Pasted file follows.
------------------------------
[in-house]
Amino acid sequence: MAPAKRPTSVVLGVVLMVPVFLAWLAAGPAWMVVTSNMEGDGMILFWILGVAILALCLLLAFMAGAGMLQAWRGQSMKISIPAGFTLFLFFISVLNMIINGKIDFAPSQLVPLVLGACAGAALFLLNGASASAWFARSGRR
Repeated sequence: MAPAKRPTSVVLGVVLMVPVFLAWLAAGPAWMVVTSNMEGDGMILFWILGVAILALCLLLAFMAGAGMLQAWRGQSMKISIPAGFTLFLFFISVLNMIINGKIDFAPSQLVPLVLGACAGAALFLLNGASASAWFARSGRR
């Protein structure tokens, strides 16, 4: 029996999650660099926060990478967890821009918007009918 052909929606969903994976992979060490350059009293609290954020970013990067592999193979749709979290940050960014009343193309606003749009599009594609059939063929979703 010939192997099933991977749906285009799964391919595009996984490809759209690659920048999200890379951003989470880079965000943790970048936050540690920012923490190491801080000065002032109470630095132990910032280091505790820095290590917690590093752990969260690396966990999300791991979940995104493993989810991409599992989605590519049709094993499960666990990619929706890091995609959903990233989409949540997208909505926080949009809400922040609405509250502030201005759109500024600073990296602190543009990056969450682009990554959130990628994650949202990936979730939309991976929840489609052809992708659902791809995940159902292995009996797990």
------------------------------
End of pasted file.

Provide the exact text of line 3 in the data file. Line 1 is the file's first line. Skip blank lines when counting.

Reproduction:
Repeated sequence: MAPAKRPTSVVLGVVLMVPVFLAWLAAGPAWMVVTSNMEGDGMILFWILGVAILALCLLLAFMAGAGMLQAWRGQSMKISIPAGFTLFLFFISVLNMIINGKIDFAPSQLVPLVLGACAGAALFLLNGASASAWFARSGRR